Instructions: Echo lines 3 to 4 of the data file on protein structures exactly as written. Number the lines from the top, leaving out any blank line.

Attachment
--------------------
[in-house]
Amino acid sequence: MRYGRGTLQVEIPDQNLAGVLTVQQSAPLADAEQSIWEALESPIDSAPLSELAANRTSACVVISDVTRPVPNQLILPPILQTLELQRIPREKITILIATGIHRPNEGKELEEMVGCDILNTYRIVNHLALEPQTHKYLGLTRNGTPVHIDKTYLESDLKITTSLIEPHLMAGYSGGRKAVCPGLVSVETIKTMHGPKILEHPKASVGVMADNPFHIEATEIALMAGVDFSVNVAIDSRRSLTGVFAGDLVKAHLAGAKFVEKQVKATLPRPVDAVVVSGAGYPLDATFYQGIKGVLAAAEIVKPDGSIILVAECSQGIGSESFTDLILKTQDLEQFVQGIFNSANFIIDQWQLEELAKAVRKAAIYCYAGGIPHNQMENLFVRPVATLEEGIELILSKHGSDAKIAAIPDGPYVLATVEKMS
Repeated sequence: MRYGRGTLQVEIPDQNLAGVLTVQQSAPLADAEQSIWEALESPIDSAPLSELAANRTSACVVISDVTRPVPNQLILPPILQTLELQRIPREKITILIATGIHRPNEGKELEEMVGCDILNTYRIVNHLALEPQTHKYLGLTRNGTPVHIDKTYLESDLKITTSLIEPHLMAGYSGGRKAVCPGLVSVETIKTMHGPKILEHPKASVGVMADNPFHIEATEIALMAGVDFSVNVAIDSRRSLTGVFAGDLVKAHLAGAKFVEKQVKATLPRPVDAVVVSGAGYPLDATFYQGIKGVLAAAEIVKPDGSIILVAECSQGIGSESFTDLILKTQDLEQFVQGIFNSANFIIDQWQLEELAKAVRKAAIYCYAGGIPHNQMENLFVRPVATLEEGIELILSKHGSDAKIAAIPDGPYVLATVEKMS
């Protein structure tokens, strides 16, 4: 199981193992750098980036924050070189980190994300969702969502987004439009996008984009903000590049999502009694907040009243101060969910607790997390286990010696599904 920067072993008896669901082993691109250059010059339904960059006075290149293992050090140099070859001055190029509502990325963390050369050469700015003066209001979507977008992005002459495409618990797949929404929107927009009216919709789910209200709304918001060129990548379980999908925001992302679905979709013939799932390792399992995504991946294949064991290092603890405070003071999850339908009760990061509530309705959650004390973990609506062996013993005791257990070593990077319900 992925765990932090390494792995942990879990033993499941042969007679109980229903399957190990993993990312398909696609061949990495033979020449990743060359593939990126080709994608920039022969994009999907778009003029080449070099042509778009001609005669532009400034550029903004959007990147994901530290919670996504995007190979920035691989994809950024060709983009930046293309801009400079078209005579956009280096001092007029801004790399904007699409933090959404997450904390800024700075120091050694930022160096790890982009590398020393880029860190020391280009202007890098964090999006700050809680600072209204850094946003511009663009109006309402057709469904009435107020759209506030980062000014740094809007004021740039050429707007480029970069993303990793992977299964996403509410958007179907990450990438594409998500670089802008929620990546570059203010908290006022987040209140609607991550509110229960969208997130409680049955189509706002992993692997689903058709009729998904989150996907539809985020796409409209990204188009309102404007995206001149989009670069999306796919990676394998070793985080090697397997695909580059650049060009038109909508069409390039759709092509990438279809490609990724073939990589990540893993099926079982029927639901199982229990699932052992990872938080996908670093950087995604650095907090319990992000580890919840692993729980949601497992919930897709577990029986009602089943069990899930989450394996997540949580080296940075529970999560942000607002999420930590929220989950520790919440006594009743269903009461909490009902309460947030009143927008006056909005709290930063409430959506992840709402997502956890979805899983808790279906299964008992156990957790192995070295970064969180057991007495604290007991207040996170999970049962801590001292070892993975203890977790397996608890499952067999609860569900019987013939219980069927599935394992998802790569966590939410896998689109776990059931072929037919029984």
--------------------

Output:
Repeated sequence: MRYGRGTLQVEIPDQNLAGVLTVQQSAPLADAEQSIWEALESPIDSAPLSELAANRTSACVVISDVTRPVPNQLILPPILQTLELQRIPREKITILIATGIHRPNEGKELEEMVGCDILNTYRIVNHLALEPQTHKYLGLTRNGTPVHIDKTYLESDLKITTSLIEPHLMAGYSGGRKAVCPGLVSVETIKTMHGPKILEHPKASVGVMADNPFHIEATEIALMAGVDFSVNVAIDSRRSLTGVFAGDLVKAHLAGAKFVEKQVKATLPRPVDAVVVSGAGYPLDATFYQGIKGVLAAAEIVKPDGSIILVAECSQGIGSESFTDLILKTQDLEQFVQGIFNSANFIIDQWQLEELAKAVRKAAIYCYAGGIPHNQMENLFVRPVATLEEGIELILSKHGSDAKIAAIPDGPYVLATVEKMS
């Protein structure tokens, strides 16, 4: 199981193992750098980036924050070189980190994300969702969502987004439009996008984009903000590049999502009694907040009243101060969910607790997390286990010696599904 920067072993008896669901082993691109250059010059339904960059006075290149293992050090140099070859001055190029509502990325963390050369050469700015003066209001979507977008992005002459495409618990797949929404929107927009009216919709789910209200709304918001060129990548379980999908925001992302679905979709013939799932390792399992995504991946294949064991290092603890405070003071999850339908009760990061509530309705959650004390973990609506062996013993005791257990070593990077319900 992925765990932090390494792995942990879990033993499941042969007679109980229903399957190990993993990312398909696609061949990495033979020449990743060359593939990126080709994608920039022969994009999907778009003029080449070099042509778009001609005669532009400034550029903004959007990147994901530290919670996504995007190979920035691989994809950024060709983009930046293309801009400079078209005579956009280096001092007029801004790399904007699409933090959404997450904390800024700075120091050694930022160096790890982009590398020393880029860190020391280009202007890098964090999006700050809680600072209204850094946003511009663009109006309402057709469904009435107020759209506030980062000014740094809007004021740039050429707007480029970069993303990793992977299964996403509410958007179907990450990438594409998500670089802008929620990546570059203010908290006022987040209140609607991550509110229960969208997130409680049955189509706002992993692997689903058709009729998904989150996907539809985020796409409209990204188009309102404007995206001149989009670069999306796919990676394998070793985080090697397997695909580059650049060009038109909508069409390039759709092509990438279809490609990724073939990589990540893993099926079982029927639901199982229990699932052992990872938080996908670093950087995604650095907090319990992000580890919840692993729980949601497992919930897709577990029986009602089943069990899930989450394996997540949580080296940075529970999560942000607002999420930590929220989950520790919440006594009743269903009461909490009902309460947030009143927008006056909005709290930063409430959506992840709402997502956890979805899983808790279906299964008992156990957790192995070295970064969180057991007495604290007991207040996170999970049962801590001292070892993975203890977790397996608890499952067999609860569900019987013939219980069927599935394992998802790569966590939410896998689109776990059931072929037919029984």